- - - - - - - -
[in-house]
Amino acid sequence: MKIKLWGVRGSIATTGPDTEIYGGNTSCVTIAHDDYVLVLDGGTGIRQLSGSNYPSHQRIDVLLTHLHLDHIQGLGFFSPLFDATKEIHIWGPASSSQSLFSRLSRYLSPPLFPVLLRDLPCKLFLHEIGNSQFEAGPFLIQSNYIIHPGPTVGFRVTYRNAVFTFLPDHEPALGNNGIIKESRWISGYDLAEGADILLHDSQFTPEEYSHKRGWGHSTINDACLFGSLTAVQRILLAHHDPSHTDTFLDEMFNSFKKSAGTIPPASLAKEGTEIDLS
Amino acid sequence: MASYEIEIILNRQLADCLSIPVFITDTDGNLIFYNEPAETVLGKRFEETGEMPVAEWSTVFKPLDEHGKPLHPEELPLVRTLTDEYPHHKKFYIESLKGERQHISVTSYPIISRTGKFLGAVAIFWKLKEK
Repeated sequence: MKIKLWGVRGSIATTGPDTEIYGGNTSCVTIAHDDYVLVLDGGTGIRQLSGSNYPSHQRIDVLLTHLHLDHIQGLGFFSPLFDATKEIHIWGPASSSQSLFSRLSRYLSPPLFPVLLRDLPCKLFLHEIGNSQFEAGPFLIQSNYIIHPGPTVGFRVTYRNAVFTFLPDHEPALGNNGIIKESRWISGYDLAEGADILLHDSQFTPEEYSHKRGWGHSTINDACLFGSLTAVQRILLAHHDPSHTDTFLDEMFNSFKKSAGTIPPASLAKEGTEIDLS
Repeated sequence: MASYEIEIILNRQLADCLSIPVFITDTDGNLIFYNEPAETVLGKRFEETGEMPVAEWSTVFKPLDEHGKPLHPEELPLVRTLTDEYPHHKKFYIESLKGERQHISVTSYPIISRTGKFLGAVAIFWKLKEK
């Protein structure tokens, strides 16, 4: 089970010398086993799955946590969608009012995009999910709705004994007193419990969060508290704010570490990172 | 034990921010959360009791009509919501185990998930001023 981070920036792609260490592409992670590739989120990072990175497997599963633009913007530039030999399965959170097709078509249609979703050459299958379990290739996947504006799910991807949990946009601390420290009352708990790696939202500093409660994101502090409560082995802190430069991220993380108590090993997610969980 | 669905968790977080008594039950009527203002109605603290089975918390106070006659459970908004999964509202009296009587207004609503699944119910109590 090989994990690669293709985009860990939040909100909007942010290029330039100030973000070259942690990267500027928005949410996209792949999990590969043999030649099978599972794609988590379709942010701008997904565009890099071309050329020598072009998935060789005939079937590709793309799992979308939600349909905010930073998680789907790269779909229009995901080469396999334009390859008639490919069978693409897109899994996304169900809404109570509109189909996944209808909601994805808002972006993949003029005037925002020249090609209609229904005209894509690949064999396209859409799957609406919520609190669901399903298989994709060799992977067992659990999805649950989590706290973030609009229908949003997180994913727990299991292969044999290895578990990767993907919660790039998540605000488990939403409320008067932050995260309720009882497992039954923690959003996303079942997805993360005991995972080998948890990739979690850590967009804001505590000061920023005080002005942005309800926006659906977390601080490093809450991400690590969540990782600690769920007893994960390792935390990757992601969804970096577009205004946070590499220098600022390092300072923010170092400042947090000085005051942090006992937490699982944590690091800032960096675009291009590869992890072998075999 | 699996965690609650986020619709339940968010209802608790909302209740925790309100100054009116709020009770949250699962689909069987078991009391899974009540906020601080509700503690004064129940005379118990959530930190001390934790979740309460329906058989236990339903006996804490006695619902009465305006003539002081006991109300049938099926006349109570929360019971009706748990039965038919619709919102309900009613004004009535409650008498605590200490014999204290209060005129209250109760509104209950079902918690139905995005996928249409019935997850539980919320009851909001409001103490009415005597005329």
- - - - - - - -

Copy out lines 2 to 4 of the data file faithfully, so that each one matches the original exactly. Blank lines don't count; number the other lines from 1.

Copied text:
Amino acid sequence: MKIKLWGVRGSIATTGPDTEIYGGNTSCVTIAHDDYVLVLDGGTGIRQLSGSNYPSHQRIDVLLTHLHLDHIQGLGFFSPLFDATKEIHIWGPASSSQSLFSRLSRYLSPPLFPVLLRDLPCKLFLHEIGNSQFEAGPFLIQSNYIIHPGPTVGFRVTYRNAVFTFLPDHEPALGNNGIIKESRWISGYDLAEGADILLHDSQFTPEEYSHKRGWGHSTINDACLFGSLTAVQRILLAHHDPSHTDTFLDEMFNSFKKSAGTIPPASLAKEGTEIDLS
Amino acid sequence: MASYEIEIILNRQLADCLSIPVFITDTDGNLIFYNEPAETVLGKRFEETGEMPVAEWSTVFKPLDEHGKPLHPEELPLVRTLTDEYPHHKKFYIESLKGERQHISVTSYPIISRTGKFLGAVAIFWKLKEK
Repeated sequence: MKIKLWGVRGSIATTGPDTEIYGGNTSCVTIAHDDYVLVLDGGTGIRQLSGSNYPSHQRIDVLLTHLHLDHIQGLGFFSPLFDATKEIHIWGPASSSQSLFSRLSRYLSPPLFPVLLRDLPCKLFLHEIGNSQFEAGPFLIQSNYIIHPGPTVGFRVTYRNAVFTFLPDHEPALGNNGIIKESRWISGYDLAEGADILLHDSQFTPEEYSHKRGWGHSTINDACLFGSLTAVQRILLAHHDPSHTDTFLDEMFNSFKKSAGTIPPASLAKEGTEIDLS